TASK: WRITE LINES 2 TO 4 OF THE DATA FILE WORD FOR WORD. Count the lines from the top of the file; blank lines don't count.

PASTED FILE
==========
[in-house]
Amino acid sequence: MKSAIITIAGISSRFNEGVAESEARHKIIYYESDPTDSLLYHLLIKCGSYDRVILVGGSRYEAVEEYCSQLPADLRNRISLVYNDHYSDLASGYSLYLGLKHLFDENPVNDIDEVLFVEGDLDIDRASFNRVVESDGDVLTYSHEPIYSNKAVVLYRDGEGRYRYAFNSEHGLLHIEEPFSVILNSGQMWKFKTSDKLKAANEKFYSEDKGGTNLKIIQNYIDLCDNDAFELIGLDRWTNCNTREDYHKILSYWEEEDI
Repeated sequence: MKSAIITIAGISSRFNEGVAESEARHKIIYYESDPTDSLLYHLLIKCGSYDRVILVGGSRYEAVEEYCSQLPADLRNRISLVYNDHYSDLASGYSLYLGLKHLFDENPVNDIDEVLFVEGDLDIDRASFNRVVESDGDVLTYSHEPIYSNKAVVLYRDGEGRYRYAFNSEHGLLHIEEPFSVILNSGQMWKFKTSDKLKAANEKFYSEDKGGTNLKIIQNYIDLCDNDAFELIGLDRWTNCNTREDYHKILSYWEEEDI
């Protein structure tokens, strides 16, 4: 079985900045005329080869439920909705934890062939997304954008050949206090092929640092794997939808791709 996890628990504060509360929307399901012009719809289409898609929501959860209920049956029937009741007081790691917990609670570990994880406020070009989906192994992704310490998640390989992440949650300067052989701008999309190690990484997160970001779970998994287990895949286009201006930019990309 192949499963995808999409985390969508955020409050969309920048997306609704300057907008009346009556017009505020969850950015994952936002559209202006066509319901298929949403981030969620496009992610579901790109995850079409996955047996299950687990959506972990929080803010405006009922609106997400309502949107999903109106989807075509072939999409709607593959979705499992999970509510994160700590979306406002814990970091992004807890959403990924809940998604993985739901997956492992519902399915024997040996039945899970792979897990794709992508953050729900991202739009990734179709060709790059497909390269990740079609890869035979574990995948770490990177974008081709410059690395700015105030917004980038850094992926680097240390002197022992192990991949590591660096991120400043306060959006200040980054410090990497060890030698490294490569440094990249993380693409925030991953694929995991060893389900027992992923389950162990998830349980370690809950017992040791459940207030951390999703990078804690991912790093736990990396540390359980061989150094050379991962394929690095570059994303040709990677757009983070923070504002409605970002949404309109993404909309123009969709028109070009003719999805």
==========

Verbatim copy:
Amino acid sequence: MKSAIITIAGISSRFNEGVAESEARHKIIYYESDPTDSLLYHLLIKCGSYDRVILVGGSRYEAVEEYCSQLPADLRNRISLVYNDHYSDLASGYSLYLGLKHLFDENPVNDIDEVLFVEGDLDIDRASFNRVVESDGDVLTYSHEPIYSNKAVVLYRDGEGRYRYAFNSEHGLLHIEEPFSVILNSGQMWKFKTSDKLKAANEKFYSEDKGGTNLKIIQNYIDLCDNDAFELIGLDRWTNCNTREDYHKILSYWEEEDI
Repeated sequence: MKSAIITIAGISSRFNEGVAESEARHKIIYYESDPTDSLLYHLLIKCGSYDRVILVGGSRYEAVEEYCSQLPADLRNRISLVYNDHYSDLASGYSLYLGLKHLFDENPVNDIDEVLFVEGDLDIDRASFNRVVESDGDVLTYSHEPIYSNKAVVLYRDGEGRYRYAFNSEHGLLHIEEPFSVILNSGQMWKFKTSDKLKAANEKFYSEDKGGTNLKIIQNYIDLCDNDAFELIGLDRWTNCNTREDYHKILSYWEEEDI
């Protein structure tokens, strides 16, 4: 079985900045005329080869439920909705934890062939997304954008050949206090092929640092794997939808791709 996890628990504060509360929307399901012009719809289409898609929501959860209920049956029937009741007081790691917990609670570990994880406020070009989906192994992704310490998640390989992440949650300067052989701008999309190690990484997160970001779970998994287990895949286009201006930019990309 192949499963995808999409985390969508955020409050969309920048997306609704300057907008009346009556017009505020969850950015994952936002559209202006066509319901298929949403981030969620496009992610579901790109995850079409996955047996299950687990959506972990929080803010405006009922609106997400309502949107999903109106989807075509072939999409709607593959979705499992999970509510994160700590979306406002814990970091992004807890959403990924809940998604993985739901997956492992519902399915024997040996039945899970792979897990794709992508953050729900991202739009990734179709060709790059497909390269990740079609890869035979574990995948770490990177974008081709410059690395700015105030917004980038850094992926680097240390002197022992192990991949590591660096991120400043306060959006200040980054410090990497060890030698490294490569440094990249993380693409925030991953694929995991060893389900027992992923389950162990998830349980370690809950017992040791459940207030951390999703990078804690991912790093736990990396540390359980061989150094050379991962394929690095570059994303040709990677757009983070923070504002409605970002949404309109993404909309123009969709028109070009003719999805």